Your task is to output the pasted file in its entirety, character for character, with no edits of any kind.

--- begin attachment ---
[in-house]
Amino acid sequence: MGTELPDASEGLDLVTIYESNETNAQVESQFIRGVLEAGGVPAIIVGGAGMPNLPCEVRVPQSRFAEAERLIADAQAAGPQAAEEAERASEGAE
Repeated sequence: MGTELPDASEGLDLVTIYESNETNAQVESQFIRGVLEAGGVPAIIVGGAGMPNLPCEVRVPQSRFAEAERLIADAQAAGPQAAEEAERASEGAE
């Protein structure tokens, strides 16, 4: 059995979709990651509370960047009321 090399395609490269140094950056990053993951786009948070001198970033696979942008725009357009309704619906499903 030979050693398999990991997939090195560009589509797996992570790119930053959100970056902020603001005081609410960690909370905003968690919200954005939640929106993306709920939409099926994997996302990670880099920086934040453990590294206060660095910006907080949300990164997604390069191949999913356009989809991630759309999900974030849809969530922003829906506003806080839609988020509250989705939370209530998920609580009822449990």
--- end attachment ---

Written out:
[in-house]
Amino acid sequence: MGTELPDASEGLDLVTIYESNETNAQVESQFIRGVLEAGGVPAIIVGGAGMPNLPCEVRVPQSRFAEAERLIADAQAAGPQAAEEAERASEGAE
Repeated sequence: MGTELPDASEGLDLVTIYESNETNAQVESQFIRGVLEAGGVPAIIVGGAGMPNLPCEVRVPQSRFAEAERLIADAQAAGPQAAEEAERASEGAE
């Protein structure tokens, strides 16, 4: 059995979709990651509370960047009321 090399395609490269140094950056990053993951786009948070001198970033696979942008725009357009309704619906499903 030979050693398999990991997939090195560009589509797996992570790119930053959100970056902020603001005081609410960690909370905003968690919200954005939640929106993306709920939409099926994997996302990670880099920086934040453990590294206060660095910006907080949300990164997604390069191949999913356009989809991630759309999900974030849809969530922003829906506003806080839609988020509250989705939370209530998920609580009822449990």